Last updated on November 10th, 2022
Fireplace removal cost guide
Whether you want to know the costs to remove a gas, electric, wood or coal fireplace and chimney, we’ve detailed what you’ll need to spend below.
What does it cost to remove a fireplace?
To help you budget to have your fireplace removed we spoke to the online estimators at My Build Estimate – a professional estimating company monitored by the Royal Institute of Chartered Surveyors (RICS). Here are some estimated, average prices from them for fireplace removal.
|Fireplace removal costs||Unit||Cost + VAT|
|Gas fire removal and disconnection||Per project||£200+|
|Electric fire removal and disconnection||Per project||£200+|
|Natural fuel (wood) fire removal||Per project||£150+|
|Coal fire removal||Per project||£150+|
Our costs are ballpark averages – get a local tradesperson to quote now
What will need to be removed?
There are five main parts to a fireplace that you’ll need to consider as part of the removal:
Fireplace insert, stove, fire basket or open fire grate: The fire itself which is used to heat your room. Fire baskets, fire grates and stoves can contain coal, wood or other items to be ignited. Inserts generally slot neatly into the fireplace and are powered by gas or electricity.
Hearth: The base of your fireplace which protects the room floor from the heat. Traditionally made of stone or brick, it may also extend into your room from the fireplace. Not essential for gas or electric fires but often they are installed for aesthetic reasons.
Surround and mantel: The fixtures located to the left, right and above your insert. Typically made from wood, marble, stone, cast iron or brick.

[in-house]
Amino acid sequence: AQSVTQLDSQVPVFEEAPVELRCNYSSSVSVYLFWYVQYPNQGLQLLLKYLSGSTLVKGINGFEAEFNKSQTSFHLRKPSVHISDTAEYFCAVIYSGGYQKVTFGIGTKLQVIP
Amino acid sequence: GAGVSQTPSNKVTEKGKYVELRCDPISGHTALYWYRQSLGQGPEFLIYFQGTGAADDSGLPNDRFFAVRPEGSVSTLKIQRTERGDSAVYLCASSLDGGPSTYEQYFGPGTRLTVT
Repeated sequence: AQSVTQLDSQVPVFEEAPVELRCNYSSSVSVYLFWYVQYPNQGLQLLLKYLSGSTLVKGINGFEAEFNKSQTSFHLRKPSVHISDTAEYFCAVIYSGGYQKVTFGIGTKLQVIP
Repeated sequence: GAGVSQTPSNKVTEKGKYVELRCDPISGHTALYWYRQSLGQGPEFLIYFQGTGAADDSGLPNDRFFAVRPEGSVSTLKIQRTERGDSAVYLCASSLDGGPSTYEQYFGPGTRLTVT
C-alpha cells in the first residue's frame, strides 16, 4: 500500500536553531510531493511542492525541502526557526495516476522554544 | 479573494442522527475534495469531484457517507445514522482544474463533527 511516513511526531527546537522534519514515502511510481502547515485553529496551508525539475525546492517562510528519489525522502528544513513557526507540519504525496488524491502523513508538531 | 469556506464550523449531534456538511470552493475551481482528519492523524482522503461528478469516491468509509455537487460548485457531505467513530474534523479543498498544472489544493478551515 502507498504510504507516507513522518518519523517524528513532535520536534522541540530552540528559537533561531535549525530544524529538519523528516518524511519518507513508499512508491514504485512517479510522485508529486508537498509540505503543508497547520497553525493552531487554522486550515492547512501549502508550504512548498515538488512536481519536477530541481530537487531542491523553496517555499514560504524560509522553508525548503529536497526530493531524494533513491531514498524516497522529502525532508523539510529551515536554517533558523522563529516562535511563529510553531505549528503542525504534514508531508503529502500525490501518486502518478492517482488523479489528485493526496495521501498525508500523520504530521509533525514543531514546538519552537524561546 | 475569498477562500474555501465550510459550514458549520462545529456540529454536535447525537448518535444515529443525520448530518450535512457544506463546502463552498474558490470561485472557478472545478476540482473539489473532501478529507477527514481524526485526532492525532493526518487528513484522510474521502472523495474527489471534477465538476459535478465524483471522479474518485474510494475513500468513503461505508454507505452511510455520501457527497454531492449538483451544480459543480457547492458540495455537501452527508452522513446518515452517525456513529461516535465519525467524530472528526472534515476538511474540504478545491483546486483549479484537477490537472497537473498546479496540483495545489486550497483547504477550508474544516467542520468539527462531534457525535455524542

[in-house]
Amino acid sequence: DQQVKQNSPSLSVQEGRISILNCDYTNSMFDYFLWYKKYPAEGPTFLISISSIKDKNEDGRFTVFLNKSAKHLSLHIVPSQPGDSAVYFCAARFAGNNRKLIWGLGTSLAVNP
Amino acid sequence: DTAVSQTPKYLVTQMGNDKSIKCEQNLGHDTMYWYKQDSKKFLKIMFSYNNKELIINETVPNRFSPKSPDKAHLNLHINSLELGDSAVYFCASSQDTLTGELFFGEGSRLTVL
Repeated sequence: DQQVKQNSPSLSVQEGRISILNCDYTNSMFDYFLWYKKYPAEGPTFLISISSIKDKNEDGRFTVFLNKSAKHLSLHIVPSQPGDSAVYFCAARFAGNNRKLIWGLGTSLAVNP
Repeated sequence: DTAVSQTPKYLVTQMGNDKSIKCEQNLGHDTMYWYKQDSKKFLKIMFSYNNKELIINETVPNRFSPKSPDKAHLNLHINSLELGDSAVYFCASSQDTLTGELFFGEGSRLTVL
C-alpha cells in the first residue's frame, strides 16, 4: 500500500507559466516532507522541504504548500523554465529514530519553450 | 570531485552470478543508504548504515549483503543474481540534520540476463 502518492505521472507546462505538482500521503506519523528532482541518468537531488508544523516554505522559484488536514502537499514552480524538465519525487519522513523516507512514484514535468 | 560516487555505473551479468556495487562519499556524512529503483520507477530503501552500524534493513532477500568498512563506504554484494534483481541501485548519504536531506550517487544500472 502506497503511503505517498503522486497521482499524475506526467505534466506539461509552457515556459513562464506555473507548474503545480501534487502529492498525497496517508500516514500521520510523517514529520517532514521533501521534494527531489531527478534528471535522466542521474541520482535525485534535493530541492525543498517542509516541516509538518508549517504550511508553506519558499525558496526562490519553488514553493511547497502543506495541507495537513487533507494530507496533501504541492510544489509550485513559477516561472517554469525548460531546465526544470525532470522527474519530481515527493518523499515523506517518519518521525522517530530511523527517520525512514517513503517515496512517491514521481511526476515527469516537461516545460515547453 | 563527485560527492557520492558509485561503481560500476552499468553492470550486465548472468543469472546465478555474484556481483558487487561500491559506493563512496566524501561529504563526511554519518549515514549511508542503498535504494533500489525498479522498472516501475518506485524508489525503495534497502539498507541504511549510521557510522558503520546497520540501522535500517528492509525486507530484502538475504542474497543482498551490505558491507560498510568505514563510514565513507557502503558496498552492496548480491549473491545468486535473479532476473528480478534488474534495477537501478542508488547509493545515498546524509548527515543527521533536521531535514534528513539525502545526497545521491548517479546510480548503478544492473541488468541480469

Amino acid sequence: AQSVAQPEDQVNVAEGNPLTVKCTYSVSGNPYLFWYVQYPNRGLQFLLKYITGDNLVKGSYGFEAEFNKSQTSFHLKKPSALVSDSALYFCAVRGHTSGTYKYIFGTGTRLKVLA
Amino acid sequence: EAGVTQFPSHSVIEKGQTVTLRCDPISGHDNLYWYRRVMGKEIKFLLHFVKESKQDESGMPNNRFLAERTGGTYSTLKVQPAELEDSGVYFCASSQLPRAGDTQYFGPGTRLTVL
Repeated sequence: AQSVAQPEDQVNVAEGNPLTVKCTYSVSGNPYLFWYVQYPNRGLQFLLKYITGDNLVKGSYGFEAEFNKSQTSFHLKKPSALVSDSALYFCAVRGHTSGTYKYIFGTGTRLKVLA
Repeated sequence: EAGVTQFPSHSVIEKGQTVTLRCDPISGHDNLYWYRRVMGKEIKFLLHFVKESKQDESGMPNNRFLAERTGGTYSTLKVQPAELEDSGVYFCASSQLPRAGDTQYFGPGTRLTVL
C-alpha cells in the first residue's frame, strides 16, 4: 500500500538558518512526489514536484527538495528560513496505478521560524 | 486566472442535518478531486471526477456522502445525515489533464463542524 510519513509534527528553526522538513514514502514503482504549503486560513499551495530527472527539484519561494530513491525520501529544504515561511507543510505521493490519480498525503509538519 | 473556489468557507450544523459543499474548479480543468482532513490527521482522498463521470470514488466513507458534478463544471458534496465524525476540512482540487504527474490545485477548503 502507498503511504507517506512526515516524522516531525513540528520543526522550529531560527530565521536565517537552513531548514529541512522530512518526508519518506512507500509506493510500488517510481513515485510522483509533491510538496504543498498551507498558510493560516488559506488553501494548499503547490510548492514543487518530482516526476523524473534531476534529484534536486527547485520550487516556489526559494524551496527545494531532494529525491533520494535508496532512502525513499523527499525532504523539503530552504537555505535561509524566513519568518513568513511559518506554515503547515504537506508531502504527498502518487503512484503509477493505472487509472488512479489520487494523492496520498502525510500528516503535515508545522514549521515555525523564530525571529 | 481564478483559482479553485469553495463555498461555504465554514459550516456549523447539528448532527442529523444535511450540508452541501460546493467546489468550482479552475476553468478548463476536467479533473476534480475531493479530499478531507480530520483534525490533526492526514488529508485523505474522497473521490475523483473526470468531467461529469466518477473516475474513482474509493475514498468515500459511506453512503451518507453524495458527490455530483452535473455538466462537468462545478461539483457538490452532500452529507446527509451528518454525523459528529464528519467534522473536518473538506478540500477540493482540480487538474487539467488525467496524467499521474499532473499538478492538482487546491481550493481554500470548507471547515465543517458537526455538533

Framing and flashing: Framing holds the insert in place, whilst flashing refers to pieces of metal that attach the insert to the framing.
Chimney, flue or vent: For releasing any gases to the environment. Not essential for electric fires but other types will have one of these.
Below, we look at the costs to remove the fireplace as well as capping off services. These costs do not include the removal of any chimneys or making good the space.
Removal costs by fireplace type
Gas fire removal costs
For gas fireplaces you must ensure the gas insert is disconnected before the fireplace can be removed. It is recommended that gas fire removal is done by a qualified professional to ensure no future leaks.
If your gas fire has a flue then the exhaust pipe will need to be removed and you may choose to cap the pipe, or replace the opening with new brick work. If you have a flueless gas fire then this step is not required. Alternatively, you may have a chimney, in which case removal costs are below.
We estimate removing a gas fireplace will cost £200+.
Electric fireplace removal costs
As they don’t require ventilation the cost to remove an electric fireplace is mainly dictated by the placement and electrical work required. We recommend using a professional for the electric work and to move especially heavy fireplaces.
The majority of costs for electric fires are for making good the area. ‘Insert electric fires’ and ‘hole in the wall electric fires’ require even more work as the area is larger.
We’ve covered the potential costs of making them look good below.
To remove an electric fireplace we estimate £200+.
Natural fuel (wood) or coal fire removal costs
Removing a wood or coal burning stove is simple in principle, as there are no gas or electric connections to remove. However, they can weigh a considerable amount, with some weighing up to 300kg. They are also very bulky, making them a real challenge to move.
The vent or chimney connected to the fireplace will need to be removed or capped off. For open coal fireplaces, it’s recommended a sweep is hired to clean the space or chimney.
To remove the wooden fireplace we estimate £150+.
Surround and hearth removal costs – brick, tiled and wood
The price it will cost to remove the surround and hearth is determined by the material used.